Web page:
In 1999 multilayers have been increasingly requested as optical devices. They provide monochromatic beams with a spectral bandwidth of about 1% and thus 100 times more flux than perfect crystal monochromators. Because the layer materials and spacings can be varied, multilayers can be tailored to specific requirements. More than ten different specimens were made by sputtering and have already been installed on ESRF beamlines, either permanently, or for dedicated experimental setups. The recent quality improvements resulting from both excellent substrates and deposition conditions has permitted multilayers to be used for the first time on the Topography Beamline ID19 where the slightest inhomogeneities in the beam reflected by the optics create artefacts in the images. The 100-fold gain with respect to the standard crystal monochromator allowed the users to perform experiments with much improved time resolution. Currently, the most prominent application is to microfocusing experiments with laterally graded multilayers mounted on dynamically bent substrates (see ESRF Highlights 97/98, p. 102).

Recent developments in our multilayer laboratory have aimed at two important improvements: a better control of the thickness gradient and a versatile design technique that now allows us to cover a wide range of photon energies using only one bent multilayer element. As a result, we have succeeded in reducing the error of the lateral gradient of the bilayer spacing along the mirror length of 300 mm to less than 0.5% (rms). This excellent figure is well below that of commercially available multilayers. It is also smaller than the typical energy resolution of a multilayer and therefore full reflectivity is obtained at each position of the optical element.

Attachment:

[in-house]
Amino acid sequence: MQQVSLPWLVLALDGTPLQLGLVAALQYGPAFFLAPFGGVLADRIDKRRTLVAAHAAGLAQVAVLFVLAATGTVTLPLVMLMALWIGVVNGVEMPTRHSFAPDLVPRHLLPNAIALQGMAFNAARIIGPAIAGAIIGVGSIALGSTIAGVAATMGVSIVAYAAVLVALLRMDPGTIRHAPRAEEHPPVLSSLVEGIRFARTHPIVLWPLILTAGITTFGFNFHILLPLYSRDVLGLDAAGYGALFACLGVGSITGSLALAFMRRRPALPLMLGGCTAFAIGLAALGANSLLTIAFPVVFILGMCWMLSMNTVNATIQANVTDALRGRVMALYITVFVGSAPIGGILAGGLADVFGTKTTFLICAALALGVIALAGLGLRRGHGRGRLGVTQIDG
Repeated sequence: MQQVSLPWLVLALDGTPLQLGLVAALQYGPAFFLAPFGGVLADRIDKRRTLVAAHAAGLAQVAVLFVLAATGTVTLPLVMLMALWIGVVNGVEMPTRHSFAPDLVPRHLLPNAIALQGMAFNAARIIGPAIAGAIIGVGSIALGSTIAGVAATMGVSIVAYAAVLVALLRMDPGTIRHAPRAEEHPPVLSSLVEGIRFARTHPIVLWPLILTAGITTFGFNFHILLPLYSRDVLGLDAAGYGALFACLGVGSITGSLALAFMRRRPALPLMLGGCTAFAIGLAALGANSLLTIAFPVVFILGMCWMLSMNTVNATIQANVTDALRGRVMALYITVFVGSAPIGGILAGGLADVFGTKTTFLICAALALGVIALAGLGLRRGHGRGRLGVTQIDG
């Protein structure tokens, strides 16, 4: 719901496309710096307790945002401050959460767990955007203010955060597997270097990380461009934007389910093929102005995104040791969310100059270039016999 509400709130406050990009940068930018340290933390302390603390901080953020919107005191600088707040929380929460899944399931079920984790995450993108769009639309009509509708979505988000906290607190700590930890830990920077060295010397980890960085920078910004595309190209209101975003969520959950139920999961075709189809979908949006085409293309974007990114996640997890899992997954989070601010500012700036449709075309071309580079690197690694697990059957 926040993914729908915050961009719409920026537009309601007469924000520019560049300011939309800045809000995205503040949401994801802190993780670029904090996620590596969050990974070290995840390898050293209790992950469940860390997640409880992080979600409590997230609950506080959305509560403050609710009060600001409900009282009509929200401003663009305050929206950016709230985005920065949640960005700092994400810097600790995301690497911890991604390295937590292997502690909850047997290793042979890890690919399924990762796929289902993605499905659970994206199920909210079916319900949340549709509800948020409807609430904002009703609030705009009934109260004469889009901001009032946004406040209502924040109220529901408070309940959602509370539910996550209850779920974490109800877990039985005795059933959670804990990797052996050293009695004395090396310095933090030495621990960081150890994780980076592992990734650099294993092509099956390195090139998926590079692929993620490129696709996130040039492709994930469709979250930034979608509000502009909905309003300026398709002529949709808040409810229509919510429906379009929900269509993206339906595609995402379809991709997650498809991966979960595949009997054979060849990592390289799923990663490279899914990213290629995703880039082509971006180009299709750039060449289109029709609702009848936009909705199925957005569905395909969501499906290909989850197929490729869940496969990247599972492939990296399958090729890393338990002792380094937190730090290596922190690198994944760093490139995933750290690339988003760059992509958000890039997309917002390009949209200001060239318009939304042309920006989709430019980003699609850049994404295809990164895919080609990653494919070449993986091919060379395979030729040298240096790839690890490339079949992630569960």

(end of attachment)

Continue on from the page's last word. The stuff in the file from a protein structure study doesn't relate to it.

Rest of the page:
Focusing setups may be used for different energies without changing the geometry, for example the focal distance. In certain cases, the whole energy range available on a beamline must be covered and here one layer pair alone cannot optimally reflect the X-ray beams. Therefore, we have developed a technique to deposit two or more parallel multilayer stripes on the same substrate. Their gradients and constituent materials are usually different. However, since the optimum lateral thickness gradient of a focusing multilayer is directly related to the focal distance, the coating parameters have to be correlated precisely.

As an example, we have manufactured a focusing device for ID13 based on two Ru/B4C multilayer stripes [1]. The two stripes were designed so that synchrotron beams of 13 keV and 20 keV can be reflected while keeping both the incident angle and the focal distance constant. Model calculations and experimental data of the resulting gradients show excellent agreement, as illustrated in Figure 126. Thus, it is possible to switch between two energies during an experiment by a simple translation of the mirror. The 170 mm long multilayer was mounted on a standard ESRF two-moment bender. Focusing experiments were conducted on the Optics Beamline BM5 where a focal spot size of 0.7 µm was achieved, mainly limited by the source size. The beam size before the focusing element was 1 mm and the reflectivity close to 80%. Therefore the flux gain with respect to a pinhole of the same size was about three orders of magnitude which represents a new record.

[1] Ch. Morawe, J.-Ch. Peffen, O. Hignette, E. Ziegler, SPIE Proceedings, 3773, 90-99 (1999).

C. Morawe, J.-C. Peffen, E. Ziegler.